I've been waiting anxiously for Harbor Freight's sale (Today, Saturday, and
Sunday) to pick up their new "Double-Bevel," 12-inch sliding miter saw. This
weekend it's only $119.00. (save $510 over comparable Bosch 5312)
The double-bevel deal means that the table rotates 45d left/right AND the
saw itself tilts 45d left and right. Look down at the saw, the blade pivots
to the left/right; look straight at the saw and the blade rotates 45d
clockwise and counter-clockwise.
Oodles of other stuff is on sale: 7-function multimeter for $2.00 is an
example or a 1/4 and 3/8 socket set for $4.00. Things to stick in the
toolbox for those rare occasions when you run into an unexpected need.
I presume the saw will function as expected. When I get the sucker home, and
set up, I'll report back on any surprises (positive or negative).
If you don't hear from me, you may assume a) No surprises, or b) I'm laid up
in the hospital.
Didn't we just go through this? Do you really think that a $119 HF
saw is "comparable" to a Bosch 5312?
If we compare no other specs, let's just compare warranties: HF: 90
days, Bosch: 1 year. That has to tell you something about the quality
of the tool right there.
Beside, you can get the Bosch for $556.50 on Amazon, with free
shipping. That cuts your "savings" to $437, *if* they were comparable.
When you come back to tell us about your new saw, will it be after a
side-by-side, feature-by-feature comparison with the Bosch?
On Fri, 01 Mar 2013 13:41:00 -0600, Gordon Shumway
You made an excellent point too...
I recall my mom saying my dad (in the business) bought a lot of tools
before or about the time I was born when they didn't really have the
money and bought the best or near the best tools at the time. Well,
as far as I know, he never had to replace them tho he did have to do
minor maintenance on them thru the years. Bottom line... buying
quality is worth your while. I have some of them now tho I don't use
them much and gave some away.
I have a biscuit joiner for sale. So far only nibbles, no takers.
As the Festoolers have said, you buy a Domino and that is automagically a
30-day trial (I forget the specifics). There must be a local hardware
store near you that sells it ... Then let us know what you do at the end
of the trial.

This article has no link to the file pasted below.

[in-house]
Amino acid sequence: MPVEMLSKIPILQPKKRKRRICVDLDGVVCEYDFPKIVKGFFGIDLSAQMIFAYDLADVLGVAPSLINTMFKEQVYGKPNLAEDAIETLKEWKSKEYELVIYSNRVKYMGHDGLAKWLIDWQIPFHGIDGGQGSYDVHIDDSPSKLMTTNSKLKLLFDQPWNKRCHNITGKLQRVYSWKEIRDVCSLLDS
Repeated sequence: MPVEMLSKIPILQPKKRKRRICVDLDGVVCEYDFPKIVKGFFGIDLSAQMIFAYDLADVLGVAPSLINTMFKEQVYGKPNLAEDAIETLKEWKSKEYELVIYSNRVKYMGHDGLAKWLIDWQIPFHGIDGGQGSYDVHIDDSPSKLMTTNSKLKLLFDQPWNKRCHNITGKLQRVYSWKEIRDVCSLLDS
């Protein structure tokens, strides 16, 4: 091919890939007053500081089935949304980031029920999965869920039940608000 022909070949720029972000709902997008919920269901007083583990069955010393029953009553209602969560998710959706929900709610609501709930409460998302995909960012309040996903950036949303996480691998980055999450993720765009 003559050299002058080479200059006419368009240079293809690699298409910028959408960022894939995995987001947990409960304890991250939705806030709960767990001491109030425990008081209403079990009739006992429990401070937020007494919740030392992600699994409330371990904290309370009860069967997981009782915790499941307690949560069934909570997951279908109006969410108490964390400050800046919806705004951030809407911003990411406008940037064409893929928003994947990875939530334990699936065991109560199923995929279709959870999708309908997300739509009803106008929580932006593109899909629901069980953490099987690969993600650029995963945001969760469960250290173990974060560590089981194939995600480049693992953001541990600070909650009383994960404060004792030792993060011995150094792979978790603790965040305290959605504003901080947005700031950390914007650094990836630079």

I used my biscuit jointer once, too sloppy. It's a PC, so it's one of
the better ones but I couldn't align the boards (edge gluing) worth
Sure, there are loads of places that sell them. There's a Woodcraft
and a Rocklers (was there today) just on the other side of town, but I
much prefer Highland Woodworking as a Festool disty (they have
everything in stock). Haven't wanted to pony up the $900, yet,
There are plus's and minus's to every strategy. Does a $200 saw
really cut 2x4's better then a $30 saw if you are just slapping up
framing? My dad worked construction all his life and went thru
several iterations of tools. He had to keep in mind the likelihood of
it getting stolen, how often it would need fixing, the cost, the
weight, etc. For some things, like a "skillsaw" he concluded it made
a lot more sense to just buy a cheap one and if it was shot at the end
of the project then just go buy a new one. Lots less hassle then
worrying about a helper breaking it, or someone stealing it, or the
time and trouble of taking it somewhere for repair plus the better
ones, at least at that time, weighed a lot more then the cheap ones
and were more tiring to use. I'd definitely get the HF double swivel
saw if it would serve the needs of my one or two times I might ever
need it. Surely you'd know within the 30 day window if it's a dud and
could take it back and buy a better one for 3 or 4 times the price.
Yep. AFAIK, Heybub won't be using the saw for production work.
I bought a Craftsman 10" SCMS for $119 - on sale. Reg price was about
$159.. Sears is always jacking around prices and "models."
Close to this one
Looks like the fence is different, and marked, and they added
extensions to the bed. All useless to me. Mine has the laser too.
I pooh-poohed that, but it's nice.
Happened to be on sale when my wife pushed me to put up crown molding
in 3 rooms. Worked fine. Accurate out of the box, no fine tuning